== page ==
The mechanical characteristics in the transverse-longitudinal (TL) direction, the resistance to intercrystalline corrosion under the conditions of AIR standard 9048, as well as the resistance to stress corrosion by immersion-emersion (10/50 min) according to ASTM standard G47 under 300 MPa (TL direction) as well as the apparent toughness Kq in the L-T direction (stress in the longitudinal direction and propagation in the TL direction) were determined on this sheet.
The results obtained are given in Table I. It is found that treatments 1 and 2 according to the invention considerably improve the resistance to IC both with regard to the attack behaviour (passage from an intercrystalline attack with blowholes and intercrystalline branching to an attack with blowholes without branching) and the depth of the blowholes (in μm).
Furthermore, the characteristics of mechanical strength and toughness are only very slightly affected (for the treatment at 480° C. for example, R0.2 drops only 3.5%, Kq drops by 3.6%). It can also be seen that the resistance to stress corrosion (SC) is also greatly improved.
A sheet measuring 2000×1000 mm of 6013 alloy having the following composition by weight: 0.82% Si; 0.22% Fe; 0.92% Cu; 0.9% Mg; 0.62% Mn; 0.15% Zn; ≦0.08% Ti and a thickness of 6 mm was subjected to solution heat treatment under the conditions set out in Table II, the operation being followed by quenching in cold water, precipitation hardening for two days and artificial ageing of the T6 type (6 hours at 175° C.). A comparison is made with a conventional solution heat treatment (30 minutes at 550° C.), followed by quenching in cold water, precipitation hardening for two days and artificial ageing of type T6 (6 hours at 175° C.).
The properties obtained in the two cases are set out in Table II. After an intercrystalline corrosion test, characterisations were made by optical microscopy; the types of corrosion observed (intercrystalline, blowholes (transgranular), or blowholes with intercrystalline branching) as well as the maximum depths of attack (in μm) and the proportions of the surface attacked estimated from micrographic sections are also set out.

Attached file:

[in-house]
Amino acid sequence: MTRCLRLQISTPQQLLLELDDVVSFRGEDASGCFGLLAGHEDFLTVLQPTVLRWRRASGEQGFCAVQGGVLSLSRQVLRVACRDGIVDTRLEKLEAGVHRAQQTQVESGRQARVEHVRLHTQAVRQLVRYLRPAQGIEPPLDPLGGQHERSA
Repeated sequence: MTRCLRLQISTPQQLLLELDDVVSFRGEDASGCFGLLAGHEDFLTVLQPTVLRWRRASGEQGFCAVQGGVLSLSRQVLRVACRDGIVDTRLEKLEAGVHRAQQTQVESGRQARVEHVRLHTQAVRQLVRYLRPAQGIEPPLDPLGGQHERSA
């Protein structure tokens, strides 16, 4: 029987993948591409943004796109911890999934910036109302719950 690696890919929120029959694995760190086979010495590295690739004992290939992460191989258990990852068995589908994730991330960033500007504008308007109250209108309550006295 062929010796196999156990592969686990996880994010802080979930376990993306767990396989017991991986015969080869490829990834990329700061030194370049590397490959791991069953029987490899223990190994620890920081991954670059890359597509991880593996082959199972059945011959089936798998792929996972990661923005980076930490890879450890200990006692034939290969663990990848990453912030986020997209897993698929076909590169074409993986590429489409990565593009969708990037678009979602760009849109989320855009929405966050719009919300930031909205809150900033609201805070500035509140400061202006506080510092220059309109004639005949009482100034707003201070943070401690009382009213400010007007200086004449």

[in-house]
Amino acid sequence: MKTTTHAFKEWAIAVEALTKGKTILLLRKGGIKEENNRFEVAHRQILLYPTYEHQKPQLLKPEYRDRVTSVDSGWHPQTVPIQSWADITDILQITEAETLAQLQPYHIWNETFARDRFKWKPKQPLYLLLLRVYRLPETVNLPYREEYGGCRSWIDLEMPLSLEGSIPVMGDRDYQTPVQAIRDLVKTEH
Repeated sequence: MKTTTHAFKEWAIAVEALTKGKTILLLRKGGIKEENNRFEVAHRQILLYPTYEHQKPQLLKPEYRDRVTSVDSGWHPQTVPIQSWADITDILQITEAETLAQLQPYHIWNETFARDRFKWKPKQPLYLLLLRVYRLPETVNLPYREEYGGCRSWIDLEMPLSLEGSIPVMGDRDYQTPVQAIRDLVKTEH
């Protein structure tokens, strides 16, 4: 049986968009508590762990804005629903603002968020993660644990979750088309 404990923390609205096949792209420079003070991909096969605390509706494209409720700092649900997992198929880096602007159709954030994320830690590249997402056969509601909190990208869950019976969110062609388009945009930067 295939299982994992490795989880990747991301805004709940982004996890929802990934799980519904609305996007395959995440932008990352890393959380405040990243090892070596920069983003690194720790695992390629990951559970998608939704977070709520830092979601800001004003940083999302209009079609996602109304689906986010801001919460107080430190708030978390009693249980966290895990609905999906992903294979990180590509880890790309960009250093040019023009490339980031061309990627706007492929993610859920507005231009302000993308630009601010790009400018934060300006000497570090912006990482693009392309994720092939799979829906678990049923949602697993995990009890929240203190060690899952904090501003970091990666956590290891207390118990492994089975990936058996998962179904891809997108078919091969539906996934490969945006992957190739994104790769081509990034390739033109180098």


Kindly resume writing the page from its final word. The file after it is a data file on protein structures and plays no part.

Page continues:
The intercrystalline corrosion test used is the internal "Interano" test which involves an electrolytic attack on the sample for 6 hours under a current of 1 ma/cm2 in an electrolytic solution containing 2M NaCl04 0.1 /3M AlCl3 and 0.01M CrO4 (NH4)2, at ambient temperature.
It can be seen that the alloys treated according to the invention have resistance to intercrystalline corrosion which is substantially better than that of those obtained according to the prior art.
The alloys obtained according to the invention may be used, in particular, in the sphere of the mechanical engineering and transport industries (railway, automobile, aeronautical, maritime industries).
TABLE I______________________________________ALLOY 2024______________________________________1. Mechanical tensile and toughness characteristics Solution Kq Heat Direc- R 0.2 Rm (Direction L-T)Item Treatment tion MPa MPa A % MPa m______________________________________0 1 h 495° C. TL 345 489 17.1 35.3 (36.8-33.8)1 1 h 480° C. TL 333 468 15.9 34 (34.5-33.5)2 1 h 470° C TL 309 439 14 30.7 (30.6-30.8)______________________________________2. Resistance to intercrystalline corrosionSample No. 1 Sample No. 2I.C., (TL-TC) I.C. (TL-TC)Core | Core | surfaceItem Depth of Attack Depth of Attack______________________________________0 150 100 150 150branching intercrystalline branching intercrystalline1 100 75 75 125blowholes blowholes blowholes branching2 50/75 59/75 75 100blowholes blowholes blowholes blowholes______________________________________3. Resistance to corrosion under stress, superficial electricalconductivity and specific energySC (Direction TL) Stress Service Life C EItem MPa Days (MS/in) (J/g)______________________________________0 300 12, 23, 26 17.4 5.961 300 3NR33/3 18.3 9.312 300 3NR33/3 19.3 12.47______________________________________ *in μm.
TABLE II______________________________________ALLOY 6013______________________________________1. Corrosion(Type of attack, depth in μm and proportion of thesurface attacked)(T6) - at surface Temperature (T)Residence Time (t) 450° C. 500° C. 550° C.______________________________________30 minutes Trans + Inter Inter Inter 100 μm, 150 μm, 100% 200 μm, branching (a) 100% (b)2 hours Trans + Inter Inter -- 150 μm, 755 200 μm, 100%______________________________________2. Physical Properties (state T6)Solution HeatTreatment Conductivity (MS/m) Energy (J/g)______________________________________550° C. - 30 min 23,0 ≦1450° C. - 30 min 27,0 7,5______________________________________
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|U.S. Classification||148/699, 420/534, 148/439, 148/698, 148/701, 420/529, 148/700, 148/440, 420/533, 420/528, 148/702, 420/546, 148/438, 148/437|
|International Classification||C22C21/12, C22F1/05, C22F1/00, C22F1/04, C22F1/057|
|Cooperative Classification||C22F1/057, C22F1/05|
|European Classification||C22F1/057, C22F1/05|
|Sep 19, 1994||AS||Assignment|
Owner name: PECHINEY RHENALU, FRANCE
Free format text: ASSIGNMENT OF ASSIGNORS INTEREST;ASSIGNORS:SAINFORT, PIERRE;DOMEYNE, JEAN;WARNER, TIMOTHY;REEL/FRAME:007143/0078;SIGNING DATES FROM 19940825 TO 19940831
|Dec 29, 2000||FPAY||Fee payment|
Year of fee payment: 4
|Dec 27, 2004||FPAY||Fee payment|
Year of fee payment: 8
|Jan 5, 2009||REMI||Maintenance fee reminder mailed|
|Jul 1, 2009||LAPS||Lapse for failure to pay maintenance fees|
|Aug 18, 2009||FP||Expired due to failure to pay maintenance fee|
Effective date: 20090701